Thursday, June 14, 2007

The Dream

I never told you about it, I don’t think. I was about twenty at the time—it was the most poignant, most significant dream I’ve ever had.

I dreamed about William Madoc. He was an adorable blonde child of about two, and we were on vacation—me, him, and you. Will and I were talking (in the typical way of mothers and their children—I was given an understanding of why moms do that—because their child is soooo interesting, sooo beautiful that they could listen to him talk for hours) and you were standing a little off to the side, looking at the horizon. I sensed your inner peace, contentment and happiness. I felt more right, more happy, and more peaceful than I have ever felt in my waking life.

You may think, ok, I was just delusional…and maybe I was. But the point of the dream, I think, was not the life that you and I had or could have had, though that part was not lost on me. It was to make me know, without a shadow of a doubt, that children and family are the single greatest things in life, beyond all our expectations. We expect them to be a hassle, expect them to cause hurt and heartache and just generally be a pain in the ass—and we are afraid of the responsibility of a little life being in our hands. What we fail to realize is the indestructibility and peace of having love and family. I can’t even describe the way I felt about this child, this part of us. It is a love I have never known with or for anyone. It was so strong I woke up knowing with certainty that THIS is the love that all of us should experience in our lives. I didn’t even know that it was possible to love another human being that much. I also realized how much more I could grow to love you throughout our lives. Upon waking, I knew that the meaning of life is not personal gain, power, money, or trying to figure out life and civilization and why they suck so much—they always have and always will and one person can’t change that. If someone constantly worries about those things, it only prevents him or her from enjoying the few things there are to enjoy in life and eventually leaves him/her utterly miserable, cynical, and jaded, with no belief in any of the good that lies in all of us. And most likely, alone and lonely. Sure, there are distractions: our hobbies, our vices, all the self-gratifying things we do in order to not think about the sad state of the world and humans in general. Those are just that—distractions. They don’t solve anything or erase the pain of society. But the point of life, to me, is to love and be loved. Because that is the most rewarding thing that any of us experience in our short time here, it causes no angst, and it makes the world at least a little brighter for at least a few people—those people at least knows that there is an oasis of love, acceptance, and comfort for them to come home to in the midst of all the insanity, injustice, pain, and anger that is human life and civilization. It’s more effective and personally uplifting to brighten up a little corner of the world for the people around you than to stew about the whole of civilization and realize that you cannot affect it at all, thereby becoming small and mean and lonely inside--but incapable of reaching out to anyone anymore.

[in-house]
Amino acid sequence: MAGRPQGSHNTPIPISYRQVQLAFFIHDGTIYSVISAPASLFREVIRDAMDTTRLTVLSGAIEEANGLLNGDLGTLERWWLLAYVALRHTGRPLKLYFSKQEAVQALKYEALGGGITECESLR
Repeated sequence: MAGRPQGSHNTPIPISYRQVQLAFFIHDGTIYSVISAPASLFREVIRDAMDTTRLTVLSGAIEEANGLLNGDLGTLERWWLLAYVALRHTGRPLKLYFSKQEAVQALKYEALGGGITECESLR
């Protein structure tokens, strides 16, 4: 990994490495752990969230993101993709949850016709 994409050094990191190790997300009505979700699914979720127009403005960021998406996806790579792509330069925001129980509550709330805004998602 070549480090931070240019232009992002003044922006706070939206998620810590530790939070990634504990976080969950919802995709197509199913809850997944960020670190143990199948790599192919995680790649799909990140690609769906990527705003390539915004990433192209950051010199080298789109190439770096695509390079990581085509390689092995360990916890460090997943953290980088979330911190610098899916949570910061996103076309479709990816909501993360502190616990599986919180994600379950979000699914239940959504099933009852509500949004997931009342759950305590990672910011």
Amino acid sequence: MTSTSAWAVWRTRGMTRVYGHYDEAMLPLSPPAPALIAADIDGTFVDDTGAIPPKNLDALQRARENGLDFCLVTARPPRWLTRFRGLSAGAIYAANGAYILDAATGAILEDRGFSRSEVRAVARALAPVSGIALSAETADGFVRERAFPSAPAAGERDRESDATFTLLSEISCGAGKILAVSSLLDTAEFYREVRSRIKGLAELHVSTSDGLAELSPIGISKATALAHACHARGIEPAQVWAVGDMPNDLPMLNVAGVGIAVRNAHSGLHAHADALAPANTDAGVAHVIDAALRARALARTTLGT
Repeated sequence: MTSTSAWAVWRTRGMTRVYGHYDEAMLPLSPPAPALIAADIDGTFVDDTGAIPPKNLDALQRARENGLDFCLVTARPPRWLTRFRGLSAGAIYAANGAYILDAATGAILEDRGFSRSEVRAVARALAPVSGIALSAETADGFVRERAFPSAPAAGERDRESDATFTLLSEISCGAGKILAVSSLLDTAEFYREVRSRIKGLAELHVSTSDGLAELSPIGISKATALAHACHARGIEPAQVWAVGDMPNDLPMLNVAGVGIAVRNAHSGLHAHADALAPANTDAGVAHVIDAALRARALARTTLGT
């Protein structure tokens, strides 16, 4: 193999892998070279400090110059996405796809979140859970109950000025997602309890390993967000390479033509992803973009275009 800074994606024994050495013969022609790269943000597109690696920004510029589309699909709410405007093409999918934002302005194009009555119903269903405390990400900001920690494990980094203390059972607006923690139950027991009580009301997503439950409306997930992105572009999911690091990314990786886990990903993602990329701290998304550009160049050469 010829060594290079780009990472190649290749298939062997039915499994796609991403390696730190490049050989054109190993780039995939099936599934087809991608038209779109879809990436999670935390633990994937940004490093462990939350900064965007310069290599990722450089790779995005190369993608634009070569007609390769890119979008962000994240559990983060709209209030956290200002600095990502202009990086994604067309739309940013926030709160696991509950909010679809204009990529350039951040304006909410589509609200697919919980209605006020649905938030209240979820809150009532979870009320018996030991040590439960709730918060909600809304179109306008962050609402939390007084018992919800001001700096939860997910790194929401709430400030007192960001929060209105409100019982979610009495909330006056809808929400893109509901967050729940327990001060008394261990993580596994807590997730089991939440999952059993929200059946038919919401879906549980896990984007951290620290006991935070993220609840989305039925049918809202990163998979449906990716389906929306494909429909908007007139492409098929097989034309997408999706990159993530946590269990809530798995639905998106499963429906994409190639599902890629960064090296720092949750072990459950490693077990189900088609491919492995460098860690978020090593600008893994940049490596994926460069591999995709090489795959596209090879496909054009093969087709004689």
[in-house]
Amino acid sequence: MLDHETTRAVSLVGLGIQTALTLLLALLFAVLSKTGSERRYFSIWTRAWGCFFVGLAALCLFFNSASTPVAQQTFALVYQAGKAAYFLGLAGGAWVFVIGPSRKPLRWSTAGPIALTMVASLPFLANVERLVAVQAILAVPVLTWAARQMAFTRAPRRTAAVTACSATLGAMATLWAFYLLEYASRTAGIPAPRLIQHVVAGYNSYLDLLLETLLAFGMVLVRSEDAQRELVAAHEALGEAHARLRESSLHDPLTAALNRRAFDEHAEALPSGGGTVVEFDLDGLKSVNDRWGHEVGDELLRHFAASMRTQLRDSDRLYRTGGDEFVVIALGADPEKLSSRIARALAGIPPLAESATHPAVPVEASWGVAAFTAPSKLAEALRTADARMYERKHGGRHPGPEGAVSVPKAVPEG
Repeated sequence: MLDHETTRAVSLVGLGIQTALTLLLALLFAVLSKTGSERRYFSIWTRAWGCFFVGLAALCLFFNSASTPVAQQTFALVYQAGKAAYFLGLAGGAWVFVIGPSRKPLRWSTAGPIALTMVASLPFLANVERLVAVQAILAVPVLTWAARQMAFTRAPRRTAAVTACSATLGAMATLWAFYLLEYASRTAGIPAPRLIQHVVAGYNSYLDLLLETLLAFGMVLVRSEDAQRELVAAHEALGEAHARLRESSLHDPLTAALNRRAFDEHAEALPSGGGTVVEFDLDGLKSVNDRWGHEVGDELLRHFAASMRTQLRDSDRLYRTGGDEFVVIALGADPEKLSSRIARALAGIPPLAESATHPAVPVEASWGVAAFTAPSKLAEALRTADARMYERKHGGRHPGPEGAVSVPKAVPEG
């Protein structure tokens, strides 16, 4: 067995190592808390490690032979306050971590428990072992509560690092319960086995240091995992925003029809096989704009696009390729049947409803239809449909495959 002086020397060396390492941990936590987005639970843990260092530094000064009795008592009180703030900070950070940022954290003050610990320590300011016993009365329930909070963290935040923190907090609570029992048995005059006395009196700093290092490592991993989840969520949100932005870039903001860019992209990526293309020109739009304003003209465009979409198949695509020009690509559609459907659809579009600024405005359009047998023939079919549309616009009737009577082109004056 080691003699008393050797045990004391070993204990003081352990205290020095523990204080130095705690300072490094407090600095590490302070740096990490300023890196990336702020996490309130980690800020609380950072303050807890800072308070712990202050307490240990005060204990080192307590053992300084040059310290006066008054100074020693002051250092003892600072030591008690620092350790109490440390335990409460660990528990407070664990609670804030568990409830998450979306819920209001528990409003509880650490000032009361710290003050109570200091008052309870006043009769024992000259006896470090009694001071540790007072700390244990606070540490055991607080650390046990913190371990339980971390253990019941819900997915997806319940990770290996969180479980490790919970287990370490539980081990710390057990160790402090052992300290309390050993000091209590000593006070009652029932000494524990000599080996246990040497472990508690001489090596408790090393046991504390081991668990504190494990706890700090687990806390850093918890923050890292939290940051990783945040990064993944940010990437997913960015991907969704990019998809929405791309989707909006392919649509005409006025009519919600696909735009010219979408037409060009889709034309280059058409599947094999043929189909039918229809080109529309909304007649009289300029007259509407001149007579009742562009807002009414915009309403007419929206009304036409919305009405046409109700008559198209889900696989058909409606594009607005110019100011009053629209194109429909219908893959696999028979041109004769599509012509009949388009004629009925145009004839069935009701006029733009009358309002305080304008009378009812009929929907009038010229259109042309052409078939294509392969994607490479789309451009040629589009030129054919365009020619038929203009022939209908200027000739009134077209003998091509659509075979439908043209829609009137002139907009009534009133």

I know that I can’t make you agree, can’t make you want the same things…but I can at least try to help you understand. You choose your destiny, you choose the ramifications of all your actions and I am not here to judge or change. Only to explain myself, the things I want, and why I want them. And maybe, just maybe, make you see why sometimes I seem flippant or unconcerned with the injustice and sorrow in the world. I see it, and I feel it, and I do what I can. But I don’t let it drive me crazy, or drive me away from others. Because that would be insanity.

In short, I think that morning I awoke with an understanding of what was truly important to me: being able to love and be loved with everything I’ve got in order to make the world a little brighter for everyone whose lives I manage to touch. It’s not taking on the world, but it’s the best I can do with what I’ve got. Loving someone else more than myself, more than my own mother, more than my significant other—even if it was just a dream—made me see what is really, truly important in my life. And made me want to experience that love. Because I KNOW I will be a better person for it. And if that…THAT…was only a dream…well, I want the reality.